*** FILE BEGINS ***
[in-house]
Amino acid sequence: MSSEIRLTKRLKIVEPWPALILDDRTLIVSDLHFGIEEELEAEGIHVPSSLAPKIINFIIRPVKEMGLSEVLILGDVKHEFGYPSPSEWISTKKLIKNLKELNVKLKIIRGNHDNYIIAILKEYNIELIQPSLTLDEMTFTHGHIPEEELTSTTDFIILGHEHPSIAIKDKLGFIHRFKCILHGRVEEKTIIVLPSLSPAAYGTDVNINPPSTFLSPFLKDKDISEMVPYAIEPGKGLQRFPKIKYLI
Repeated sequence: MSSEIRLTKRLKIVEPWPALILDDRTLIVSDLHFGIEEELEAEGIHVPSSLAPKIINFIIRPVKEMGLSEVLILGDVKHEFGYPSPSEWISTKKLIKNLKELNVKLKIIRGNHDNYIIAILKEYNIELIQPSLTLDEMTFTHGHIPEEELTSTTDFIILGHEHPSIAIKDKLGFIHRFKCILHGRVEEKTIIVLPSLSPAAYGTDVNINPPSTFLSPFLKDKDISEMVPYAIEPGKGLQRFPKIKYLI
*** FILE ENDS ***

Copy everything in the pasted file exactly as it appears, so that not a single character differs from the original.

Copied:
[in-house]
Amino acid sequence: MSSEIRLTKRLKIVEPWPALILDDRTLIVSDLHFGIEEELEAEGIHVPSSLAPKIINFIIRPVKEMGLSEVLILGDVKHEFGYPSPSEWISTKKLIKNLKELNVKLKIIRGNHDNYIIAILKEYNIELIQPSLTLDEMTFTHGHIPEEELTSTTDFIILGHEHPSIAIKDKLGFIHRFKCILHGRVEEKTIIVLPSLSPAAYGTDVNINPPSTFLSPFLKDKDISEMVPYAIEPGKGLQRFPKIKYLI
Repeated sequence: MSSEIRLTKRLKIVEPWPALILDDRTLIVSDLHFGIEEELEAEGIHVPSSLAPKIINFIIRPVKEMGLSEVLILGDVKHEFGYPSPSEWISTKKLIKNLKELNVKLKIIRGNHDNYIIAILKEYNIELIQPSLTLDEMTFTHGHIPEEELTSTTDFIILGHEHPSIAIKDKLGFIHRFKCILHGRVEEKTIIVLPSLSPAAYGTDVNINPPSTFLSPFLKDKDISEMVPYAIEPGKGLQRFPKIKYLI